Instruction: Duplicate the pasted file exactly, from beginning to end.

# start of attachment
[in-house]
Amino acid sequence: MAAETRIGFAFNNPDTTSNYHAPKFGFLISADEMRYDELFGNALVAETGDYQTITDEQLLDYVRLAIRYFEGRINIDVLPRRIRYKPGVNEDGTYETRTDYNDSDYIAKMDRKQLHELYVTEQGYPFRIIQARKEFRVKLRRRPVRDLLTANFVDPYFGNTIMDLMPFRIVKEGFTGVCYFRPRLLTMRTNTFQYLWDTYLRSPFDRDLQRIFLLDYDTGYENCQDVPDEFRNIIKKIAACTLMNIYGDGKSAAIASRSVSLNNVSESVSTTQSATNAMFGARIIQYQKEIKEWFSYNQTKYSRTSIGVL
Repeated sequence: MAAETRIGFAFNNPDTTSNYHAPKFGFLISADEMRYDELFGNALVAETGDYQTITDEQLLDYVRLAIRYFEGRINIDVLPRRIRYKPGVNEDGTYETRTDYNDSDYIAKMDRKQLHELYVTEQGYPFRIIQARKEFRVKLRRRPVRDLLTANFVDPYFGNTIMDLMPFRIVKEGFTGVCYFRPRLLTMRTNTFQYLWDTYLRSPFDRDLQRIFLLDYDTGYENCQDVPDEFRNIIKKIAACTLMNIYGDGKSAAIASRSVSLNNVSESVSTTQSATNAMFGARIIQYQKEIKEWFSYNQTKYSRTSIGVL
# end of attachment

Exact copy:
[in-house]
Amino acid sequence: MAAETRIGFAFNNPDTTSNYHAPKFGFLISADEMRYDELFGNALVAETGDYQTITDEQLLDYVRLAIRYFEGRINIDVLPRRIRYKPGVNEDGTYETRTDYNDSDYIAKMDRKQLHELYVTEQGYPFRIIQARKEFRVKLRRRPVRDLLTANFVDPYFGNTIMDLMPFRIVKEGFTGVCYFRPRLLTMRTNTFQYLWDTYLRSPFDRDLQRIFLLDYDTGYENCQDVPDEFRNIIKKIAACTLMNIYGDGKSAAIASRSVSLNNVSESVSTTQSATNAMFGARIIQYQKEIKEWFSYNQTKYSRTSIGVL
Repeated sequence: MAAETRIGFAFNNPDTTSNYHAPKFGFLISADEMRYDELFGNALVAETGDYQTITDEQLLDYVRLAIRYFEGRINIDVLPRRIRYKPGVNEDGTYETRTDYNDSDYIAKMDRKQLHELYVTEQGYPFRIIQARKEFRVKLRRRPVRDLLTANFVDPYFGNTIMDLMPFRIVKEGFTGVCYFRPRLLTMRTNTFQYLWDTYLRSPFDRDLQRIFLLDYDTGYENCQDVPDEFRNIIKKIAACTLMNIYGDGKSAAIASRSVSLNNVSESVSTTQSATNAMFGARIIQYQKEIKEWFSYNQTKYSRTSIGVL